It was a ripper of a sale, mate

THE son of an Aussie Earl placed in charge of his Suffolk estate described his time there as "the best year of my life" as he contemplated his return Down Under.

THE son of an Aussie Earl placed in charge of his Suffolk estate described his time there as "the best year of my life" as he contemplated his return Down Under.

The Hon Henham Rous, son of the Earl of Stradbroke, spoke of the strong attachment he had formed with the area as bargain hunters descended on his father's Henham Estate, near Southwold, at the weekend, for a "yard sale" featuring items from it.

The auction, held on Saturdaymarks the end of an era for the 4,200 acre estate, which is being sold by the Aussie Earl, who is known for his anti-pomp style and "Call me Keith" informality.

He is ending his family's 500-year association with the area, and has offered the £12.5 million estate for sale as a single lot, or as 27 separate lots.

Among the items to go under the hammer at the Saturday sale was a distinctive estate van, decorated in Australian colours, and with the estate's motto "We fight like lions and breed like rabbits" displayed on the side.

It fetched over £4,000, although a redundant fire engine painted in the green and gold Australian colours went to a scrap merchant for a bargain £100.

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In all, it was thought the auction had raised in excess of the £10,000 to £15,000 auctioneer's estimate.

Mr Rous described it as "a phenomenal sale".

"I have been delighted at some of the prices it is going for, and at the same time, there are people shrewdly getting bargains for £5," he said.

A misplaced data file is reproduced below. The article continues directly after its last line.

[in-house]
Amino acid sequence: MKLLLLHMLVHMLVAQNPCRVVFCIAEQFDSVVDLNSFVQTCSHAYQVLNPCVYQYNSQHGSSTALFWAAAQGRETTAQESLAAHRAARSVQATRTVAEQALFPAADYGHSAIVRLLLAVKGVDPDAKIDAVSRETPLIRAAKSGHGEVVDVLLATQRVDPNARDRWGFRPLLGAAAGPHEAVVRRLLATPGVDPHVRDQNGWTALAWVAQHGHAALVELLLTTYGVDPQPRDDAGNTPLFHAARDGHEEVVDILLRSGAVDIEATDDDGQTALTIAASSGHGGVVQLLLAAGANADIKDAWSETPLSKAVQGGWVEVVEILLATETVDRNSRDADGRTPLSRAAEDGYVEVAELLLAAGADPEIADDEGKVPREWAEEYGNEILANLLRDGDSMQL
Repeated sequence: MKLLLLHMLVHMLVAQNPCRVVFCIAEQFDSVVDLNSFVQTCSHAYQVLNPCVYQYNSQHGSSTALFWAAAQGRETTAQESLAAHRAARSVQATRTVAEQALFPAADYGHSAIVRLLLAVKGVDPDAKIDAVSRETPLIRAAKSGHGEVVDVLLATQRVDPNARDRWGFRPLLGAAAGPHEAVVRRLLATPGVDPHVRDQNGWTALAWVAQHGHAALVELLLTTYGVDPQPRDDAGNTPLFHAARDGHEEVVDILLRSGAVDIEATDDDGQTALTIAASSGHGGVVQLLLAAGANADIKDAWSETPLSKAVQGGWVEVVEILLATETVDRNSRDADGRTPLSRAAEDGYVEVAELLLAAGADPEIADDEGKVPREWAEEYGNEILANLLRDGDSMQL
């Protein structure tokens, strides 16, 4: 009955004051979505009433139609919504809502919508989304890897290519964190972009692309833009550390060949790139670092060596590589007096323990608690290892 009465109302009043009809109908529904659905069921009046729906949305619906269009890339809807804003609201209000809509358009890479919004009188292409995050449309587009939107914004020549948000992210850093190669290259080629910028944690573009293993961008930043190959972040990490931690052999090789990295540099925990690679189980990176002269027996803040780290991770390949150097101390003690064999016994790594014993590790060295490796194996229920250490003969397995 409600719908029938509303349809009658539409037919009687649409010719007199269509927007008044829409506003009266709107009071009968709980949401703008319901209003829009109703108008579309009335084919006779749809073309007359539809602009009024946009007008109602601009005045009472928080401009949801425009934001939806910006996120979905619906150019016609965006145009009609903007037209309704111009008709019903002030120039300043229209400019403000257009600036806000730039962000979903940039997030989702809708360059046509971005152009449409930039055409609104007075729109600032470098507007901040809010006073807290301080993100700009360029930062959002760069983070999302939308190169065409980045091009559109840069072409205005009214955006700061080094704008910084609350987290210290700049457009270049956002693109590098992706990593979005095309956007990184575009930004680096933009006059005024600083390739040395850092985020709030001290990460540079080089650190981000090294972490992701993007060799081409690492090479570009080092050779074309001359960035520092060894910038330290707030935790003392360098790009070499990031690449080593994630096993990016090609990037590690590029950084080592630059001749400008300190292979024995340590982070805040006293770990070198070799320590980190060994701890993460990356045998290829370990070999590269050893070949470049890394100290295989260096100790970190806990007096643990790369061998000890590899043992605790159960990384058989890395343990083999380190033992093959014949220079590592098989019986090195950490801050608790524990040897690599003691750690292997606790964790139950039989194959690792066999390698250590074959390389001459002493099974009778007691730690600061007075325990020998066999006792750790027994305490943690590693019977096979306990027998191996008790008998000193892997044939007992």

The auction, organised by Bury St Edmunds-based auctioneer Peter Crichton, featured building materials, farm equipment, and other items from the estate, and hundreds turned up to offer bids.

Many sale prices exceeded expectations, although there were bargains to be had.

20-year-old Henham Rous has spent his gap year in England running the estate for his father, but he must return on February 23 to take up his place at the Monash University in Melbourne, where he will be studying business systems.

"Ideally we would be finished now, but in essence we think another 12 months will see everything sold," he said.

"If I could, I would quite gladly stay on for another year," he said. However, he had already deferred for a year, and would now have to take up his place, he explained.

He described his time on the estate as "an incredible year".

"It has been a real steep learning curve, but an absolutely fabulous one to take," he said.

"Some of my friends are putting bets on I'll be back in six months because I've loved it so much."

But although he would definitely come back in the future, he expected his prospects would be broader in Australia.

"I have got to put myself through university. I have got to work. I have got to make my own way in life," he said.

"It has been very difficult because I have had the best year of my life."

In terms of the sale of the estate lands and property, they were "quietly confident about the way things are going", he said.

"We expect to have some of the land sold off in March once a few issues are sorted out," he said. "We have got buyers for just about every lot."

Because it was such a large estate, it was a "complicated sale", he said.

However, it is uncertain now whether the Aussie Earl himself will be able to make it over to England in September of this year as previously planned.

The Earl is currently recovering at his Australian home after an accident on his sheep and cattle ranch in Victoria. He was thrown against an electric fence and suffered what he himself described as "a mini-heart attack".

"Because of dad's health that could affect his ability to come over here and it's always depended on what's going on in Australia," said his son.

 

 

 

 

 

 

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